Nitrate source evaluation of surface water and groundwater in the Franklin area
Author:K M Rogers, L E Buckthought, GNS Science
Source:Auckland Council | GNS Science
Nitrate source evaluation of surface water and groundwater in the Franklin area using a dual stable isotope approach
GNS Science was contracted by Auckland Council to interpret the nitrate (NO3-N) concentrations and nitrate isotope signatures of 36 water samples collected in 2014 and 2015 in the Franklin area, Auckland, to identify possible sources and transport environmental processes in the context of elevated nitrate concentration in groundwater.
The sample set consists of eight surface water and four groundwater samples collected in 2014 to investigate elevated nitrate concentration in the Franklin area and 24 vadose zone leachate samples from a farm in Franklin collected to understand the impact of fertiliser application on soil leachate in 2015. Analysis for nitrate concentration and isotopes was undertaken and reported as analytical results at the time of sampling, and this interpretive report is based on these results.
Using a dual nitrate isotope approach, the findings include:
- The key contaminant source was identified as synthetic fertilisers rather than farming effluent due to their isotopic signature falling into the fertiliser and Mixed soil nitrogen (Soil N) and fertiliser zones.
- The samples had NO3-N concentrations ranging from 0.002 to 69.6 mg/L and nitrate isotope values from -6.7 to 9.2 ‰ for δ15N and -2.0 to 10.0 ‰ for δ18O.
- Surface water samples with high NO3-N concentrations (>5 mg/L) indicate contamination from recent fertiliser application, as the nitrate concentrations are above expected background levels (of <1 mg/L).
- Groundwater samples with higher NO3-N concentrations (>5 mg/L) indicate fertiliser breakthrough into the aquifer and/or subsurface transport of leached nutrients from soils.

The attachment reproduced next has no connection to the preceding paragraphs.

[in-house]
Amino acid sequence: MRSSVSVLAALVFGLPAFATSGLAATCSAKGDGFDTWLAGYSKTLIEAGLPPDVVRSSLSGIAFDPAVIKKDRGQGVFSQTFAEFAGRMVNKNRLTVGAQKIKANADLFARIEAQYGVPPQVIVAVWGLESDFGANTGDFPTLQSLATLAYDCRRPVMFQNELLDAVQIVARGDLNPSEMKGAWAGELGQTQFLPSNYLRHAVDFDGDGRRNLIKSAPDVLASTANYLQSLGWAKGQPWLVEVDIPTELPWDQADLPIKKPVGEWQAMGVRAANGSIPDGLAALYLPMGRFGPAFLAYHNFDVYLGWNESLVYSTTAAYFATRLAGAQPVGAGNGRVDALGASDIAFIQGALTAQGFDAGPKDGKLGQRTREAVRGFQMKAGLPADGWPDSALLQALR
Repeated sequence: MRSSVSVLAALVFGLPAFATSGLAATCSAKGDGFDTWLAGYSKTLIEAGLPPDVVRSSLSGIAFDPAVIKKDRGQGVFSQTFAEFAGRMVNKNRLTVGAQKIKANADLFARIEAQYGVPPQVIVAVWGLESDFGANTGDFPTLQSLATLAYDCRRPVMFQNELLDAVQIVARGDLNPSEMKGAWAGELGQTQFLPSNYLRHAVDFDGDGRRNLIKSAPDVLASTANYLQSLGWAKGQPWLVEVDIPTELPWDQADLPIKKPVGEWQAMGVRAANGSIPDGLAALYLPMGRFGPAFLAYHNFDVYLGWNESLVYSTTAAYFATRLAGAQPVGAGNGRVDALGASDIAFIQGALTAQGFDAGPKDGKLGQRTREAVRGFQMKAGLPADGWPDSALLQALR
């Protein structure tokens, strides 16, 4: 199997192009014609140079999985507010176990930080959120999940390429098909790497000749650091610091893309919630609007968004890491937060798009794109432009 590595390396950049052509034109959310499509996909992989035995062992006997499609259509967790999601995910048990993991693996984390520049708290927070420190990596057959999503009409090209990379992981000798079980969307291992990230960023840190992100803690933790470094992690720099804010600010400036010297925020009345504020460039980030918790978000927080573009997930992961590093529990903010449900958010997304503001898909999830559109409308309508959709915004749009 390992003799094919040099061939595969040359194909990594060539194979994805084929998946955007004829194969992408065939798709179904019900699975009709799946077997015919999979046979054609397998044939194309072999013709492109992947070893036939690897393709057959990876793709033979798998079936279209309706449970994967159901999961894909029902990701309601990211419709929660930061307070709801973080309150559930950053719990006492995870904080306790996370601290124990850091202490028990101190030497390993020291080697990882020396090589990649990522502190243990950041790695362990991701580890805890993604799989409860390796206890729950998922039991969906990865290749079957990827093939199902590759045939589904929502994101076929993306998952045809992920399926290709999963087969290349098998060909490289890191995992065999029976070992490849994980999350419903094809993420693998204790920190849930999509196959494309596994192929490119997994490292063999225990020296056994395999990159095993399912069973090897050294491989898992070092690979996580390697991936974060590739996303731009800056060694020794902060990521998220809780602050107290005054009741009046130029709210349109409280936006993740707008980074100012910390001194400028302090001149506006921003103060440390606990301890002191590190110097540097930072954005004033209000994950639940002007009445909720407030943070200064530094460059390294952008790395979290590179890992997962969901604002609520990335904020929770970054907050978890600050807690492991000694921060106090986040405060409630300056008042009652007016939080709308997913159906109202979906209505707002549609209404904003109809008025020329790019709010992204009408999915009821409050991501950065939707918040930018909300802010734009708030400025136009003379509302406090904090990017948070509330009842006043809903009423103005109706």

- Groundwater with lower nitrate concentrations (<3 mg/L), suggesting denitrification (based on isotopes) or lower contamination levels and sufficient assimilation within the ecosystem to assimilate any excess nutrients. There is only one site (LB02, a 47-m-deep bore from Fielding Road) where NO3-N concentrations are very low, with low dissolved oxygen and higher NH4-N levels, suggesting that it has probably reset to natural background levels due to denitrification.
- δ15N and δ18O values reflect the nitrate source and its subsequent fate. Key processes observed in these samples involve mineralisation and transformation of nitrogen sources through to the denitrification zone. If further fertiliser pulses or applications occur, the cycle can reset, and nitrate isotopes reflect the new input. Only when the removal process rate from denitrification or ecosystem uptake exceeds the additive rate will nitrates decline through ecosystem assimilation or denitrification.
This information will contribute to an ongoing research strategy by Auckland Council to improve understanding of the dynamics and interactions of groundwater and surface water nitrate in the Franklin area. The findings will help inform future management strategies that aim to reduce these nitrate concentrations over time in order to meet the requirements of the National Policy Statement for Freshwater Management 2020.
GNS Science report, 2022/02